Two land-grant universities have developed a new approach to global bio-exploration, one that returns most of the fruits of discovery to the countries that provide the raw materials on which the research depends. The Global Institute for Bio-Exploration, a joint initiative of the University of Illinois and Rutgers University, has become a model of sustainable, non-exploitive research in the developing world.
The program began in 2003 when research teams from the two universities joined forces to work in several former Soviet Union republics under an International Cooperative Biodiversity Groups program funded with $4 million grant from the National Institutes of Health. Based on lessons learned in Central Asia, the researchers built on this model to create the institute, which is now expanding into Africa and South America.
The institute builds relationships with and trains those in developing countries to prospect for plants that have interesting biological properties, said U. of I. natural resources and environmental sciences professor Mary Ann Lila, a co-founder of the institute.
“Rather than the typical bio-prospecting approach, where people take plants back to their labs in Western Europe or the U.S., we teach locals to conduct simple assays in the field,” Lila said. When field results identify plants with potentially useful properties, the researchers do follow-up studies in the laboratory.
“But when a discovery is made in the field with a local, the intellectual property rights stay there,” Lila said. The country is required to use any money it receives from licensing fees or royalties to develop its own research infrastructure and protect wild lands.
Pharmaceutical companies already have shown interest.
So far, the institute – also known by the acronym GIBEX – has generated 17 licensing agreements, a dozen of them from Central Asian leads, with companies hoping to make use of plants that have medical or cosmetic potential.
The program began in the former Soviet republics of Kazakhstan, Kyrgyzstan, Tajikistan and Uzbekistan. Horticulturalists are drawn to the “Stans,” Lila said, because the region has a rich heritage as a center of fruit and nut production, and because many of the plants that survive there have desirable characteristics.
“The Stans are among the most inland countries in the world,” she said. “They have the coldest winters, the hottest summers. They have mountain ranges. They have plants that are incredibly stressed because of the short growing season and the altitudes. These plants may not grow well, they may not look pretty, but they’re intense with bioactive compounds.”
Kazakhstan is where the apple began. Uzbekistan is the home of Ajuga turkestanica, a plant that produces a steroid-like compound with metabolic-stimulating properties. (The Uzbekistan studies were suspended in 2006 because of political instability there.) Two species of Rhodiola, a plant with potential as an antidepressant, are found in this region, along with Artemisia leucodes, an aromatic plant related to tarragon that may be useful in treating inflammation.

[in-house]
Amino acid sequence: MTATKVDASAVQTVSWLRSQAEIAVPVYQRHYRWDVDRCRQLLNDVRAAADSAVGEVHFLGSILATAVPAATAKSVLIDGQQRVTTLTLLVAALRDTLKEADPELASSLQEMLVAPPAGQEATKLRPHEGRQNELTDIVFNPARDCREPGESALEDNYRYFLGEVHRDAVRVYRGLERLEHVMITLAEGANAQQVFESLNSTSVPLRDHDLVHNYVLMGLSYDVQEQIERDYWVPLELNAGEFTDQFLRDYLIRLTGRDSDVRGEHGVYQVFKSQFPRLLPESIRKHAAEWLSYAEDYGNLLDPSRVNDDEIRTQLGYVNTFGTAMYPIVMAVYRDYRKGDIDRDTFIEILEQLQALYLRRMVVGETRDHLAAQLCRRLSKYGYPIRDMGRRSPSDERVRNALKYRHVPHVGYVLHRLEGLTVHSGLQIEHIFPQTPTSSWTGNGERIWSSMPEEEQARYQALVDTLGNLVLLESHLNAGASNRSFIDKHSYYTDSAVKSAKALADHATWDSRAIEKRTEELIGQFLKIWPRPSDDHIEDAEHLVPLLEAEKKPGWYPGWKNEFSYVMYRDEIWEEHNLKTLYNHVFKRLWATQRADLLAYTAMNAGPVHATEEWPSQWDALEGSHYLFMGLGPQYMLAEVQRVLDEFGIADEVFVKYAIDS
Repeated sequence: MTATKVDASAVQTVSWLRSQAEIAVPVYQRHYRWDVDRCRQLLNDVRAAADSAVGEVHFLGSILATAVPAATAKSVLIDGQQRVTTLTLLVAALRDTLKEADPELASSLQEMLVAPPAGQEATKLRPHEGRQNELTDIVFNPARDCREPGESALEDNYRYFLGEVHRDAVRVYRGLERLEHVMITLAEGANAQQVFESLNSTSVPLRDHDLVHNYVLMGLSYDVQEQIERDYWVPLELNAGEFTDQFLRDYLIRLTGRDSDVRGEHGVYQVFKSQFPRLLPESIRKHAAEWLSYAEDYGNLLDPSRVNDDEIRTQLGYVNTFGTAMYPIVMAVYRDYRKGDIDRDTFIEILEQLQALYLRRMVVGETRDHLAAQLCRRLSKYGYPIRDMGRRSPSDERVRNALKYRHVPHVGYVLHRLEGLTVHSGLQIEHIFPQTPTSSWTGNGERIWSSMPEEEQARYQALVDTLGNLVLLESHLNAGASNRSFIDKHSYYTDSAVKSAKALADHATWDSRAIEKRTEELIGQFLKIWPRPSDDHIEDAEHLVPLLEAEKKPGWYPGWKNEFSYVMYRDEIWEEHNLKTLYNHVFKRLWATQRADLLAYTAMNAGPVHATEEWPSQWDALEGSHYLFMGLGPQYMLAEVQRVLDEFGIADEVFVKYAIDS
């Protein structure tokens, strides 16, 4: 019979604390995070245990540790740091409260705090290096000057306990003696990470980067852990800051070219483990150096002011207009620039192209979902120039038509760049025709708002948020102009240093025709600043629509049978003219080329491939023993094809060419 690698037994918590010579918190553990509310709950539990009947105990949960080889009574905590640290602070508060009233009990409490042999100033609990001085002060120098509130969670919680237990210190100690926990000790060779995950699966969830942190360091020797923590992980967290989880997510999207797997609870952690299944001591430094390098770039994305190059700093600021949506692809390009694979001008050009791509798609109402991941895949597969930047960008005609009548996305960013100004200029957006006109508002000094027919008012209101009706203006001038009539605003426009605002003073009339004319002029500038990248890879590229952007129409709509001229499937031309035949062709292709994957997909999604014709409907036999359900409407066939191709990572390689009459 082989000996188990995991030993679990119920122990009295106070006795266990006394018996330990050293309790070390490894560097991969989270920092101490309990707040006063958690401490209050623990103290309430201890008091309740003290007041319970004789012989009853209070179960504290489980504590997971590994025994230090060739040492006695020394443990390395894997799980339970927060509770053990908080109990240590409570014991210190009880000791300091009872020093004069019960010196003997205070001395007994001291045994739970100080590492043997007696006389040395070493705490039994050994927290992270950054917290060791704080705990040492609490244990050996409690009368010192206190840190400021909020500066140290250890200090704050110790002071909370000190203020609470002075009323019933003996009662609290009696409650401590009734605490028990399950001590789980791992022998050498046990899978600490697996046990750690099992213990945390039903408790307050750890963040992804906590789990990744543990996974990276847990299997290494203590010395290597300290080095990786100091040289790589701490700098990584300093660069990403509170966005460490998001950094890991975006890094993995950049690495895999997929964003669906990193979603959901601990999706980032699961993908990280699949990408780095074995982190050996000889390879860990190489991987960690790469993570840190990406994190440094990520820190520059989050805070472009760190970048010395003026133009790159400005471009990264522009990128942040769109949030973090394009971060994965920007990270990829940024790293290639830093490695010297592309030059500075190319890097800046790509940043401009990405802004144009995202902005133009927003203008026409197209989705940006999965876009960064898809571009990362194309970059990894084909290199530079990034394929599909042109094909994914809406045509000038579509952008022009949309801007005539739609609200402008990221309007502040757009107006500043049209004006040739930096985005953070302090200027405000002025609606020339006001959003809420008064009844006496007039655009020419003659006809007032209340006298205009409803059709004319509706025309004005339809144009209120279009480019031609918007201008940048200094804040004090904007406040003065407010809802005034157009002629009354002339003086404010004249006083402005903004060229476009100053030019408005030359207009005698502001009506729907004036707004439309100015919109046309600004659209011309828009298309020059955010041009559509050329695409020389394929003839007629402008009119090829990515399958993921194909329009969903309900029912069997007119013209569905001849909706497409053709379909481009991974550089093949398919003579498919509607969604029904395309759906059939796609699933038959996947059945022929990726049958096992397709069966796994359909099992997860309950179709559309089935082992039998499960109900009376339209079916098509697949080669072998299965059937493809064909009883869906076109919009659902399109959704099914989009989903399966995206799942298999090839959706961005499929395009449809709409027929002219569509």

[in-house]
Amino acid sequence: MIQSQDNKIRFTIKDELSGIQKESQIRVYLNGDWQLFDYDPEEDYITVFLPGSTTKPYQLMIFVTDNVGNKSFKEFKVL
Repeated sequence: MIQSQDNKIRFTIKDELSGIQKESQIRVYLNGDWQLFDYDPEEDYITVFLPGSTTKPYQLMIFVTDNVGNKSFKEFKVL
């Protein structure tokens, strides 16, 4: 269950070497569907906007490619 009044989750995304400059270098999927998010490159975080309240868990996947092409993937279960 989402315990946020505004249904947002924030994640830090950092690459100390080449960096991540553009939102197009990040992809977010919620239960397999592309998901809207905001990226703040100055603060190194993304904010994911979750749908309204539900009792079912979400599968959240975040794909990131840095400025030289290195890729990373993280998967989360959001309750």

The program also is developing techniques for analyzing the soup of chemical compounds in wild plants. By screening plants in the field, the researchers are able to identify biological traits that might not be detectable after harvesting the plants and bringing them into a lab. This “screens to nature” technique is a departure from the laboratory based, one-enzyme-at-a-time analysis typical of pharmaceutical research, which often fails to detect the therapeutic potential of plants traditionally used by indigenous peoples.
“Twenty-five percent of human drugs are based on a template from a plant,” Lila said. “The pharmaceutical industry is now turning back to researchers in plants to try and have new discoveries,” she said. “They’re also looking more and more outside of our borders to see what works in other countries.”
The GIBEX model supports the country of exploration in several ways, Lila said. It mines and preserves local knowledge of the medicinal properties of native plants. It trains people to appreciate and study their own natural resources. It builds science infrastructure and it reduces “brain drain,” giving educated scientists a reason to stay home and explore their own back yards, she said.
These benefits have produced widespread interest in the developing world, and the program is expanding to Africa and South America. Two major conferences on the screens-to-nature model will be held in Tanzania and South Africa in 2008. And in January a delegation from Illinois and Rutgers will train people at the Maquipucuna Reserve, near Quito, Ecuador, to apply the field techniques. (Rafael Correa, the president of Ecuador, is a U. of I. alumnus, as is the vice president of the Universidad San Francisco de Quito.)
“We are having real partnerships with scientists in these countries,” Lila said. “This way we bring it into the country. We train the country. They stay and they develop their infrastructure there.”
The new approach also is being tried in North America, Lila said. An Illinois graduate student, Josh Kellogg, will bring the screens-to-nature techniques to Native American populations in Alaska and North Dakota. This research, the subject of Kellogg’s master’s thesis, will focus on the anti-diabetic properties of edible plants long used by indigenous people in both states.
Lila also directs ACES Global Connect, the international arm of the U. of I. College of Agricultural, Consumer and Environmental Sciences.
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